The surfing vibe is infectious and Rhosneigr is arguably the closest resort on Anglesey to mimic the Cornwall vibe. Over the last couple of years, the standard of holiday accommodation in the area has dramatically increased and you can easily marvel at some downright impressive homes available to rent.

The Sandy Mount Hotel on the main street has also opened to cater to those interested in a boutique hotel/bar experience with a relaxed, animal and child-friendly, atmosphere. Think sandy toes on the veranda enjoying a sundowner, unfortunately however it is set back from the beach, but still very pretty, nonetheless.

Holy Island and Trearddur Bay

Further north, and a short ride over Four Mile Bridge (which is not four miles long at all), brings you onto Holy Island, home to the luxurious Silver Bay Holiday Village complete with a private beach and the neighbouring community of Rhoscolyn. The White Eagle at Rhoscolyn is worth a stop for lunch if you are staying in the area and on a sunny day, the lawned beer garden is a real treat. Close by the seaside village of Trearddur Bay has been attracting holidaymakers for decades.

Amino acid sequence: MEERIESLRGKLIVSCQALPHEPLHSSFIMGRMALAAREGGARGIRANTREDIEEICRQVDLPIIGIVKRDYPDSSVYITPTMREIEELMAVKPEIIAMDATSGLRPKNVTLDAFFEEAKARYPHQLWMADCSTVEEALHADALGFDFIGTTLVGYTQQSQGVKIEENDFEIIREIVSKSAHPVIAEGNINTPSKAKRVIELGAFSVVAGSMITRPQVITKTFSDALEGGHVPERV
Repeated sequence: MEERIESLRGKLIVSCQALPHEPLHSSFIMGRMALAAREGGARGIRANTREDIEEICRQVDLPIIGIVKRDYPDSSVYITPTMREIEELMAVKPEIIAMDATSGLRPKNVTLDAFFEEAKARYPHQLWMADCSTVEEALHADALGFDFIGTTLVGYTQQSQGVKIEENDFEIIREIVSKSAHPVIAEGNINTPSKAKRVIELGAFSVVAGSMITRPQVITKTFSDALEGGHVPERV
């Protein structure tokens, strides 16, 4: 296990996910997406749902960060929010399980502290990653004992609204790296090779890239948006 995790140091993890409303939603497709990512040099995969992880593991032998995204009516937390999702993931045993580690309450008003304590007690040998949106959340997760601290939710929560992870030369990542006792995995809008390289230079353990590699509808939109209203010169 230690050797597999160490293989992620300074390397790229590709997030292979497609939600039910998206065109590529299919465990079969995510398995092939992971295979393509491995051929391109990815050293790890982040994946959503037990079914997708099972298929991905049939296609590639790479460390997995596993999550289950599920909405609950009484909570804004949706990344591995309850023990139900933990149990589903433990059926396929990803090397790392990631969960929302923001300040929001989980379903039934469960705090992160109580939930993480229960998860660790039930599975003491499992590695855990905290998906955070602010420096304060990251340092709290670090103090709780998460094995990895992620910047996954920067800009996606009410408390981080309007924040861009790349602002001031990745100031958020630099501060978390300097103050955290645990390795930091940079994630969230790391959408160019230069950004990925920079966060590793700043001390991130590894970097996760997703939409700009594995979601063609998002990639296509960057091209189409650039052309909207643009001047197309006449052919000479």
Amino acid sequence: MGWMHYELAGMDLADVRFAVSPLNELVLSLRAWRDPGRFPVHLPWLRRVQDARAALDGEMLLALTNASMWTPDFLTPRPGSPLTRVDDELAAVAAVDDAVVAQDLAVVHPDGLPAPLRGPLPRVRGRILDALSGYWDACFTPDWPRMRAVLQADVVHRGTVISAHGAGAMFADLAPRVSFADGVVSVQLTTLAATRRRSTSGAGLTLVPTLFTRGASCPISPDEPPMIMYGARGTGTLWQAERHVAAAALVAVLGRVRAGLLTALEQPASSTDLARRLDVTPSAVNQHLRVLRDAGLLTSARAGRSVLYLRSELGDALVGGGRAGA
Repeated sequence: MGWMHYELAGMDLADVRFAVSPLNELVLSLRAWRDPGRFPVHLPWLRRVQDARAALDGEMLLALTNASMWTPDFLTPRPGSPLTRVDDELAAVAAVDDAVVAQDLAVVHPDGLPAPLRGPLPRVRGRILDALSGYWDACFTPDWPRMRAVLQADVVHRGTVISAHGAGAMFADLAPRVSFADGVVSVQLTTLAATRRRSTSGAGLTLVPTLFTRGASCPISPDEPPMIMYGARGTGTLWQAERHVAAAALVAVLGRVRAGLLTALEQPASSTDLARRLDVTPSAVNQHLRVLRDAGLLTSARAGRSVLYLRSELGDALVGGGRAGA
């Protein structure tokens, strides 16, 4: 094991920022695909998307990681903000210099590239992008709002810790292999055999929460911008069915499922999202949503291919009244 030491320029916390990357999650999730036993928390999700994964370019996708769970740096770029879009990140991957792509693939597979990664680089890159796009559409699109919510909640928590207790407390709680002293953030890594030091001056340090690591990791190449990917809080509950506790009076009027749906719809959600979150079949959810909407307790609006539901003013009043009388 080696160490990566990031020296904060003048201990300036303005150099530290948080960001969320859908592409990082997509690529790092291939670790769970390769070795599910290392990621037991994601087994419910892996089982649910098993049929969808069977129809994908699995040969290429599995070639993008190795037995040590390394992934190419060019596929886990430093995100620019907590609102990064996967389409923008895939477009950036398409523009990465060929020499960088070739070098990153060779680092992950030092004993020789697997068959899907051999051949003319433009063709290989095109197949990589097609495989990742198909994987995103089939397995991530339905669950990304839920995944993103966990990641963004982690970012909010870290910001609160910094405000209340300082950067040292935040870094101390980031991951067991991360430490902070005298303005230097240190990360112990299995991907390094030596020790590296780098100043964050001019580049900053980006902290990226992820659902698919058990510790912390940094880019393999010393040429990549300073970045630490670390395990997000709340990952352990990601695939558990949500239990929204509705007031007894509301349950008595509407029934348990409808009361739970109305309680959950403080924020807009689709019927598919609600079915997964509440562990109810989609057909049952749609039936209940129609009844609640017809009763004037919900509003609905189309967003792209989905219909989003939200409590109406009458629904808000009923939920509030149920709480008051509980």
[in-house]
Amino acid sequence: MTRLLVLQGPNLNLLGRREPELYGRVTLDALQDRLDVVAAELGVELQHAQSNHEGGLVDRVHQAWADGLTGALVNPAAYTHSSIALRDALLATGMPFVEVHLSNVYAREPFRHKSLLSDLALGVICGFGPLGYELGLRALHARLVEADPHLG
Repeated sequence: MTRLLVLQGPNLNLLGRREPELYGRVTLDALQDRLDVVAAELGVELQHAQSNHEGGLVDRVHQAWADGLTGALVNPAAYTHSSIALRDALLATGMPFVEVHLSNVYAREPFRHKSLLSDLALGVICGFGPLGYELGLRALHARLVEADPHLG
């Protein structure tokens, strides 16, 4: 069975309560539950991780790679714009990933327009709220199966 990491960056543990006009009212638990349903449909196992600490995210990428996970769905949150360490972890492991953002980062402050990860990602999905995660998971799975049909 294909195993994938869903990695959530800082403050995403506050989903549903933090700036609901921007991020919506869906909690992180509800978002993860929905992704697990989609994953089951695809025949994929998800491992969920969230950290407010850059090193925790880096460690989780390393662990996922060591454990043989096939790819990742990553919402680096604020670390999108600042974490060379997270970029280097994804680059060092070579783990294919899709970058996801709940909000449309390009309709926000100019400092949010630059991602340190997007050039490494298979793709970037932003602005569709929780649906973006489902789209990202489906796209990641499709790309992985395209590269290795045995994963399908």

Long established, with its sandy beach and promenade dotted with a couple of notable pubs, The Black Seal and Sea Shanty, Trearddur Bay is small yet perfectly formed. There are countless small bays along the coast ideal for kayaking and swimming. The accommodation options here range from the Trearddur Bay Hotel to small independent cottages and static caravans. Slightly further around the coast will bring you to Holyhead Mountain, the highest point on Anglesey, and the South Stack RSPB Reserve.

South Stack and Holyhead